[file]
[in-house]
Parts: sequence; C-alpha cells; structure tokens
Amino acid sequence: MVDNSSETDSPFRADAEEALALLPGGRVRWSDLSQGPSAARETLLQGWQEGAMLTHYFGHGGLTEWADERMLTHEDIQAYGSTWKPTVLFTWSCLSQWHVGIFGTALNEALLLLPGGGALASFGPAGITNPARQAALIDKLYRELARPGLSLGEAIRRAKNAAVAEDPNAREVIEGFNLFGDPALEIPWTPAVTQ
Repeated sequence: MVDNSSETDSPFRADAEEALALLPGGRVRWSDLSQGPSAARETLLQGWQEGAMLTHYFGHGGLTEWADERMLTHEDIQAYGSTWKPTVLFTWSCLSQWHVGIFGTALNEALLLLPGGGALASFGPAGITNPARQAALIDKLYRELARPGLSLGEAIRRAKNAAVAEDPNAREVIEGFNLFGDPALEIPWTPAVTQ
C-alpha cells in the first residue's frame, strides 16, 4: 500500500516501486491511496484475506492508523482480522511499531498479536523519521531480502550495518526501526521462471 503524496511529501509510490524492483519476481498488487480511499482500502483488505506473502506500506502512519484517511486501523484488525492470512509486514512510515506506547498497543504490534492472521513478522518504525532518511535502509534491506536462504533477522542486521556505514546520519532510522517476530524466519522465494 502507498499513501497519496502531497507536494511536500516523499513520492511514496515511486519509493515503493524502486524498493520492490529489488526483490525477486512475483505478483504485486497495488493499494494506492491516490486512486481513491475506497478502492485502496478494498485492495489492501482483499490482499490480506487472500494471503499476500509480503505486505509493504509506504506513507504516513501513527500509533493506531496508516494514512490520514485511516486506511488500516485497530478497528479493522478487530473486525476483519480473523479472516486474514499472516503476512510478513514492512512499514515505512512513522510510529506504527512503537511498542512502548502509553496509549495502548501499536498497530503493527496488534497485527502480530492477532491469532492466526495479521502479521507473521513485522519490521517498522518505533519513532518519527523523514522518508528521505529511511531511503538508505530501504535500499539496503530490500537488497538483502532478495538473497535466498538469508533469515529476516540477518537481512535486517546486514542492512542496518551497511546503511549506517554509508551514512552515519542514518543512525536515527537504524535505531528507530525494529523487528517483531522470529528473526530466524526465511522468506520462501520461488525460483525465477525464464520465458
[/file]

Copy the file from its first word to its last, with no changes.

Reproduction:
[in-house]
Parts: sequence; C-alpha cells; structure tokens
Amino acid sequence: MVDNSSETDSPFRADAEEALALLPGGRVRWSDLSQGPSAARETLLQGWQEGAMLTHYFGHGGLTEWADERMLTHEDIQAYGSTWKPTVLFTWSCLSQWHVGIFGTALNEALLLLPGGGALASFGPAGITNPARQAALIDKLYRELARPGLSLGEAIRRAKNAAVAEDPNAREVIEGFNLFGDPALEIPWTPAVTQ
Repeated sequence: MVDNSSETDSPFRADAEEALALLPGGRVRWSDLSQGPSAARETLLQGWQEGAMLTHYFGHGGLTEWADERMLTHEDIQAYGSTWKPTVLFTWSCLSQWHVGIFGTALNEALLLLPGGGALASFGPAGITNPARQAALIDKLYRELARPGLSLGEAIRRAKNAAVAEDPNAREVIEGFNLFGDPALEIPWTPAVTQ
C-alpha cells in the first residue's frame, strides 16, 4: 500500500516501486491511496484475506492508523482480522511499531498479536523519521531480502550495518526501526521462471 503524496511529501509510490524492483519476481498488487480511499482500502483488505506473502506500506502512519484517511486501523484488525492470512509486514512510515506506547498497543504490534492472521513478522518504525532518511535502509534491506536462504533477522542486521556505514546520519532510522517476530524466519522465494 502507498499513501497519496502531497507536494511536500516523499513520492511514496515511486519509493515503493524502486524498493520492490529489488526483490525477486512475483505478483504485486497495488493499494494506492491516490486512486481513491475506497478502492485502496478494498485492495489492501482483499490482499490480506487472500494471503499476500509480503505486505509493504509506504506513507504516513501513527500509533493506531496508516494514512490520514485511516486506511488500516485497530478497528479493522478487530473486525476483519480473523479472516486474514499472516503476512510478513514492512512499514515505512512513522510510529506504527512503537511498542512502548502509553496509549495502548501499536498497530503493527496488534497485527502480530492477532491469532492466526495479521502479521507473521513485522519490521517498522518505533519513532518519527523523514522518508528521505529511511531511503538508505530501504535500499539496503530490500537488497538483502532478495538473497535466498538469508533469515529476516540477518537481512535486517546486514542492512542496518551497511546503511549506517554509508551514512552515519542514518543512525536515527537504524535505531528507530525494529523487528517483531522470529528473526530466524526465511522468506520462501520461488525460483525465477525464464520465458